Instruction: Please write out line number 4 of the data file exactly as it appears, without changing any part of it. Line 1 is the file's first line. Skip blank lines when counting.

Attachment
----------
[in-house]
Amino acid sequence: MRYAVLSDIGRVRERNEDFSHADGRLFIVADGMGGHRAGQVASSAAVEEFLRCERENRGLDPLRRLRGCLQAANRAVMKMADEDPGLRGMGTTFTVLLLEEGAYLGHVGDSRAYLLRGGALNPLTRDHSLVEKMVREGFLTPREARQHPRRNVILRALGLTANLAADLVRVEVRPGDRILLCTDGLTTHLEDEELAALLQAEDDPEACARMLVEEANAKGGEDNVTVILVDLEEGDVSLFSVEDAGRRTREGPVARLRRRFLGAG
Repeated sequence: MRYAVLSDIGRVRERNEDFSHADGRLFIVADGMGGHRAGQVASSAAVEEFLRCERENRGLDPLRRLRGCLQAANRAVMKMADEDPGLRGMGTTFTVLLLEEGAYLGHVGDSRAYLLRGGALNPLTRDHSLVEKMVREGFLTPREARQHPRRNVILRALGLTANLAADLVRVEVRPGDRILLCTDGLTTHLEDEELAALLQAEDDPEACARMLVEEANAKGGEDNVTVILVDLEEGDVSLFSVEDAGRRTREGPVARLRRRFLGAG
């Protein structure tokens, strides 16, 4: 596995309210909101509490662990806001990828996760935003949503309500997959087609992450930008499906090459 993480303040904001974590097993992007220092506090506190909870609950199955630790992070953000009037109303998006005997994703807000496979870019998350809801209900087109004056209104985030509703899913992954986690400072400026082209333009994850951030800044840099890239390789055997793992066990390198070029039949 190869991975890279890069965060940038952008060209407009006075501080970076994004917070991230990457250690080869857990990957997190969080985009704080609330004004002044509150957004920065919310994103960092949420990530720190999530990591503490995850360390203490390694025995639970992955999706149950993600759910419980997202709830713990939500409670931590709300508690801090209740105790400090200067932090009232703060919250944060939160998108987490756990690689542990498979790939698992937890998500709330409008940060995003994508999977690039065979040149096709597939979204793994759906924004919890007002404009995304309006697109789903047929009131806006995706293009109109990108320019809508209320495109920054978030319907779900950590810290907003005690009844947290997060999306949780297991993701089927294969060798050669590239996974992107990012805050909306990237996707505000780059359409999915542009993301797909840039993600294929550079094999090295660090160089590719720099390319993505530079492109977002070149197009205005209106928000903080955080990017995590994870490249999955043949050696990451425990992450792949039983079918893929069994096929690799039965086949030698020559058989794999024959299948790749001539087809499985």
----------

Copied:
């Protein structure tokens, strides 16, 4: 596995309210909101509490662990806001990828996760935003949503309500997959087609992450930008499906090459 993480303040904001974590097993992007220092506090506190909870609950199955630790992070953000009037109303998006005997994703807000496979870019998350809801209900087109004056209104985030509703899913992954986690400072400026082209333009994850951030800044840099890239390789055997793992066990390198070029039949 190869991975890279890069965060940038952008060209407009006075501080970076994004917070991230990457250690080869857990990957997190969080985009704080609330004004002044509150957004920065919310994103960092949420990530720190999530990591503490995850360390203490390694025995639970992955999706149950993600759910419980997202709830713990939500409670931590709300508690801090209740105790400090200067932090009232703060919250944060939160998108987490756990690689542990498979790939698992937890998500709330409008940060995003994508999977690039065979040149096709597939979204793994759906924004919890007002404009995304309006697109789903047929009131806006995706293009109109990108320019809508209320495109920054978030319907779900950590810290907003005690009844947290997060999306949780297991993701089927294969060798050669590239996974992107990012805050909306990237996707505000780059359409999915542009993301797909840039993600294929550079094999090295660090160089590719720099390319993505530079492109977002070149197009205005209106928000903080955080990017995590994870490249999955043949050696990451425990992450792949039983079918893929069994096929690799039965086949030698020559058989794999024959299948790749001539087809499985």